Coming Home: New Technologies Can Help Increase Worker Safety

By Jordan Scott

Contract glaziers are tasked with installing heavy glass lites on the world’s tallest buildings, while workers in manufacturing and fabricating plants must handle unprocessed glass and complex machinery. The adoption of new technologies can increase a company’s bottom line through improved efficiency, but it can also make the jobsite safer for those in the industry. Robotics, automation, augmented reality and wearable technology are all making an impact on safety.

Machine Integration

Miika Äppelqvist, director of flat tempering at Glaston Finland Oy in Tampere, Finland, says that the move toward automation has had a major impact on worker safety.

“When I talk about the increase of automation, one of the things happening is the number of integrations between all machines is increasing,” he says. “Machines are integrating with Enterprise Resource Planning (ERP) systems and automated glass loading is integrating with certain processing lines. That reduces the number of times workers even touch the glass. If we can reduce the number of times someone touches the glass we will
improve safety.”

Fabricators often handle primary glass or glass that has not yet been processed. Oversized glass can also pose problems if there aren’t enough workers helping to lift and handle it.

“I’ve traveled all around the world with different customers and I’ve seen some scary ways of loading,” says Äppelqvist. “Automatic loading, whether through robotics or integration, eliminates the [need for] workers to touch the glass. Glass is heavy so all kinds of long-term safety and health issues can arise.”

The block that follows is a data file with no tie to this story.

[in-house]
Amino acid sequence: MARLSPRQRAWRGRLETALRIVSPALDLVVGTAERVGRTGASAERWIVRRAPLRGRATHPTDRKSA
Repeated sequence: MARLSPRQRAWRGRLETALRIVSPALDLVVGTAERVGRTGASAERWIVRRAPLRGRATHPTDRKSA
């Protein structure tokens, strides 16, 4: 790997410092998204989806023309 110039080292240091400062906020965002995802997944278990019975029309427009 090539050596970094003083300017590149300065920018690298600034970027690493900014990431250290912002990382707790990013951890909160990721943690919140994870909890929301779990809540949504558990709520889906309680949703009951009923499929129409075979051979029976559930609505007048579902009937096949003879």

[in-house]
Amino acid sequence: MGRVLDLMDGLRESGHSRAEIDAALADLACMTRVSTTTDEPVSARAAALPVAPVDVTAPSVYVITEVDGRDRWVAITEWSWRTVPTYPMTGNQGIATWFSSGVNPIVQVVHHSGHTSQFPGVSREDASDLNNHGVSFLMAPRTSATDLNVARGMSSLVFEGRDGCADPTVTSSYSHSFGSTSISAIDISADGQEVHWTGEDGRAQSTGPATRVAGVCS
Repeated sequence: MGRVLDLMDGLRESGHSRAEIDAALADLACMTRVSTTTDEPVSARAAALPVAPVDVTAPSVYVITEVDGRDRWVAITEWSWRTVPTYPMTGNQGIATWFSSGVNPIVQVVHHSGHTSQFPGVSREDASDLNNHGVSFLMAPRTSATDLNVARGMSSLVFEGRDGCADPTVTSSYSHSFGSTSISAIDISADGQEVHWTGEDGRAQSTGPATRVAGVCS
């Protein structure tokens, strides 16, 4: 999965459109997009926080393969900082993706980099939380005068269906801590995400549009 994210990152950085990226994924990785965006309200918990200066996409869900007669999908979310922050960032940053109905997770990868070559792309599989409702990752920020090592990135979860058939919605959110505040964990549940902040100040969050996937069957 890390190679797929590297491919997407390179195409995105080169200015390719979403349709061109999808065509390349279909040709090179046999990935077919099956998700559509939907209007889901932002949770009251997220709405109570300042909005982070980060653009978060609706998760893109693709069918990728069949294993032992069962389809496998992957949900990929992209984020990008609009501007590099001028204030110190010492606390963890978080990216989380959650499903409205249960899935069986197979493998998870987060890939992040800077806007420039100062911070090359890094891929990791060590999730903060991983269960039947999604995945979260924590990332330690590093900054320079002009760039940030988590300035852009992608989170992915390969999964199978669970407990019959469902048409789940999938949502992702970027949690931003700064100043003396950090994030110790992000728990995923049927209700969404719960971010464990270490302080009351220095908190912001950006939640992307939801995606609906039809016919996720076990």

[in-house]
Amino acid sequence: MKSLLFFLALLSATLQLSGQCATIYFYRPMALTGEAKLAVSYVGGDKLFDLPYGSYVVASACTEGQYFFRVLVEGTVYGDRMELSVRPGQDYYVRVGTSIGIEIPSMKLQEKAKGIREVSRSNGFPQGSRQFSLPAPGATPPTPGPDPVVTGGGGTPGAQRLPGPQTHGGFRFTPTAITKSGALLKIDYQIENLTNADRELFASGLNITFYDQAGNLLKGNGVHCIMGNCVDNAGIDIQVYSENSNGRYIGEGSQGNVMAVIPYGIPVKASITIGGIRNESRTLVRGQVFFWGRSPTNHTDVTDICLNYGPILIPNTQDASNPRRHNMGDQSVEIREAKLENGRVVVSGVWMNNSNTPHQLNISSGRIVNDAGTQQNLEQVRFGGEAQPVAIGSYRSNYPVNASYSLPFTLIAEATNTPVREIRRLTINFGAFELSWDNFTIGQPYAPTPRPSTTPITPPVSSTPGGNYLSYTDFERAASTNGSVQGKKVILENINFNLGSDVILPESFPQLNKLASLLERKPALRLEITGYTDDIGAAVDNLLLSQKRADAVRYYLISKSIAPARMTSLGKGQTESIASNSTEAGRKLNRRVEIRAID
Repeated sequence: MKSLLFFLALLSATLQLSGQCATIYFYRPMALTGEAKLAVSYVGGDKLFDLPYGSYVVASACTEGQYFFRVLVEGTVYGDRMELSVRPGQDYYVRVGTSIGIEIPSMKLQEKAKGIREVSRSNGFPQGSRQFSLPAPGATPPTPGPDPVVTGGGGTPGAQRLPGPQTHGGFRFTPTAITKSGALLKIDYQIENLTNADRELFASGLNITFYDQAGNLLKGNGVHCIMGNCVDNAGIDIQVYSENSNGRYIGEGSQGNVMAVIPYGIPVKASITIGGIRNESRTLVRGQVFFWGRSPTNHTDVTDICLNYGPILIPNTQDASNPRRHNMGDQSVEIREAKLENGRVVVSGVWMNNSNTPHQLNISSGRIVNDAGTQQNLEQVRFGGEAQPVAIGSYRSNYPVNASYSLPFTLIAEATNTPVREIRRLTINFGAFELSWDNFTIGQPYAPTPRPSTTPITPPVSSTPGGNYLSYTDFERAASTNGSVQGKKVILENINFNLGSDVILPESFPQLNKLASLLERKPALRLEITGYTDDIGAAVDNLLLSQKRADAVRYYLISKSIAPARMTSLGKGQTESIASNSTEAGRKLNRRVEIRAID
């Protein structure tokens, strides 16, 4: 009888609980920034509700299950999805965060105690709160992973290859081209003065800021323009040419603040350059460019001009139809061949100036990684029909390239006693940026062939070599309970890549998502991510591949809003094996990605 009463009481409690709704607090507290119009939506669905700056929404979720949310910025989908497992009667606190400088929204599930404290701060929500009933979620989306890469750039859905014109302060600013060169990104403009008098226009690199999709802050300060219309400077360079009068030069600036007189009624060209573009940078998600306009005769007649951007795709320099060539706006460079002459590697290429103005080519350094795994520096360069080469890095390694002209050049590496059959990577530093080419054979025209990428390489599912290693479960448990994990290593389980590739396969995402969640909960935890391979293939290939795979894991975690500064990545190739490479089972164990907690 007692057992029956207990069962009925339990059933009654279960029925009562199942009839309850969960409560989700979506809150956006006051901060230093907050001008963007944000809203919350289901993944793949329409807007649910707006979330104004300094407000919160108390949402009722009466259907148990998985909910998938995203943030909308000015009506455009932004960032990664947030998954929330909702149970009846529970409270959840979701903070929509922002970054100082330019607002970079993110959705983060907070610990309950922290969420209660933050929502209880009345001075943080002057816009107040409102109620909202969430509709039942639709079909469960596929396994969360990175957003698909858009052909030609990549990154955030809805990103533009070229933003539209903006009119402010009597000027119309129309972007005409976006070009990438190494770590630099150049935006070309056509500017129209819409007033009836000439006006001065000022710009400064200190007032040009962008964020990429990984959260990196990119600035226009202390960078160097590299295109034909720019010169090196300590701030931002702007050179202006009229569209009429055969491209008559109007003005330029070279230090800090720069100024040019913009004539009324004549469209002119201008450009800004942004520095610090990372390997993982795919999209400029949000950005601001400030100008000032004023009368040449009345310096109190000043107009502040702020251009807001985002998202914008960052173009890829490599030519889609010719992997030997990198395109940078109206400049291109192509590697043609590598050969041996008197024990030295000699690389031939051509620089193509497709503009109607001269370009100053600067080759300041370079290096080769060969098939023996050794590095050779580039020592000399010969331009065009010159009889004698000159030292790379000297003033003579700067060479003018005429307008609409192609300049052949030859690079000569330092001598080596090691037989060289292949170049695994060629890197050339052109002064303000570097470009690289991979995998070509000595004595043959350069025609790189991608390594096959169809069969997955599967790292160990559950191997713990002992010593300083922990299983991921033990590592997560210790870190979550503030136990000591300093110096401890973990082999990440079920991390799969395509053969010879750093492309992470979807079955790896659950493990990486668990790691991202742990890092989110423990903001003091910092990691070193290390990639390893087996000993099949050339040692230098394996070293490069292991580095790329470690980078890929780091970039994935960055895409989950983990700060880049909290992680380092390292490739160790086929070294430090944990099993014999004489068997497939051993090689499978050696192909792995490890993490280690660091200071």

His company’s Assistant Pro software, for example, helps reduce the number of times a worker touches the glass. Many of the cutting line settings are programmed automatically and integrate with the ERP systems and the machines in the preprocessing line. Settings can be adjusted dynamically to create a safer environment.

In the past, fabricators that processed several types of glass may not have been able to find an automation solution that worked, but Äppelqvist says that now automation is at the phase where it can provide value for highly mixed production.

He adds that Glaston is also experimenting with augmented reality (AR) solutions to support its customers’ maintenance workers. For example, current AR technology allows Glaston to log in remotely to a customer’s operations and see what they see in the plant, as far as equipment and machinery. In the future, he believes AR could be used to bring safety issues to a worker’s attention more proactively.


While not designed for the glazing industry specifically, the Guardian XO Max (not related to Guardian Glass), a wearable exoskeleton from Sarcos Robotics in Salt Lake City, could be the future of lifting and handling.